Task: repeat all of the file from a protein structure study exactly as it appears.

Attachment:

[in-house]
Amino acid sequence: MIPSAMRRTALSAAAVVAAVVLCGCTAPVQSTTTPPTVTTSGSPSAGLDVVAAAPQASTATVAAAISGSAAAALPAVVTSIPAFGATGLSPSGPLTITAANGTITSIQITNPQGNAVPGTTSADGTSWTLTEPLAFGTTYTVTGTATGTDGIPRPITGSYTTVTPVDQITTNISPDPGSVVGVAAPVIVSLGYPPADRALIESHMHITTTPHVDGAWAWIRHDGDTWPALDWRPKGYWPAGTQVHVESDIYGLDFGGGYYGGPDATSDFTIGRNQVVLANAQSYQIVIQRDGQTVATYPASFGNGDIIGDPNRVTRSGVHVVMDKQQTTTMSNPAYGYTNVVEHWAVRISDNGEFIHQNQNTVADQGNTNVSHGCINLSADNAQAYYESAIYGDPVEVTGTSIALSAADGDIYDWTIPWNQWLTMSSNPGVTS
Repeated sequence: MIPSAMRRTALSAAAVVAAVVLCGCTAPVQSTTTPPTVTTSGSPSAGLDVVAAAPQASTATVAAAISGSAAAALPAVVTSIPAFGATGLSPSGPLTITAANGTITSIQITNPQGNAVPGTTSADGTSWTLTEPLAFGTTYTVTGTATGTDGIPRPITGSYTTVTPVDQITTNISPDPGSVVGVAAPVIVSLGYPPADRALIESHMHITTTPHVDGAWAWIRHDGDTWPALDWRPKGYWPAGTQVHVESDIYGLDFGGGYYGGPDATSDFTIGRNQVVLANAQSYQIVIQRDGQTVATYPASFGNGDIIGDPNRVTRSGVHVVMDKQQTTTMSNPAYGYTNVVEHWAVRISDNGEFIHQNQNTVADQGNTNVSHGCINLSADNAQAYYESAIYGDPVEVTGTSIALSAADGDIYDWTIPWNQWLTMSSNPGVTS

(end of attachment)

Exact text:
[in-house]
Amino acid sequence: MIPSAMRRTALSAAAVVAAVVLCGCTAPVQSTTTPPTVTTSGSPSAGLDVVAAAPQASTATVAAAISGSAAAALPAVVTSIPAFGATGLSPSGPLTITAANGTITSIQITNPQGNAVPGTTSADGTSWTLTEPLAFGTTYTVTGTATGTDGIPRPITGSYTTVTPVDQITTNISPDPGSVVGVAAPVIVSLGYPPADRALIESHMHITTTPHVDGAWAWIRHDGDTWPALDWRPKGYWPAGTQVHVESDIYGLDFGGGYYGGPDATSDFTIGRNQVVLANAQSYQIVIQRDGQTVATYPASFGNGDIIGDPNRVTRSGVHVVMDKQQTTTMSNPAYGYTNVVEHWAVRISDNGEFIHQNQNTVADQGNTNVSHGCINLSADNAQAYYESAIYGDPVEVTGTSIALSAADGDIYDWTIPWNQWLTMSSNPGVTS
Repeated sequence: MIPSAMRRTALSAAAVVAAVVLCGCTAPVQSTTTPPTVTTSGSPSAGLDVVAAAPQASTATVAAAISGSAAAALPAVVTSIPAFGATGLSPSGPLTITAANGTITSIQITNPQGNAVPGTTSADGTSWTLTEPLAFGTTYTVTGTATGTDGIPRPITGSYTTVTPVDQITTNISPDPGSVVGVAAPVIVSLGYPPADRALIESHMHITTTPHVDGAWAWIRHDGDTWPALDWRPKGYWPAGTQVHVESDIYGLDFGGGYYGGPDATSDFTIGRNQVVLANAQSYQIVIQRDGQTVATYPASFGNGDIIGDPNRVTRSGVHVVMDKQQTTTMSNPAYGYTNVVEHWAVRISDNGEFIHQNQNTVADQGNTNVSHGCINLSADNAQAYYESAIYGDPVEVTGTSIALSAADGDIYDWTIPWNQWLTMSSNPGVTS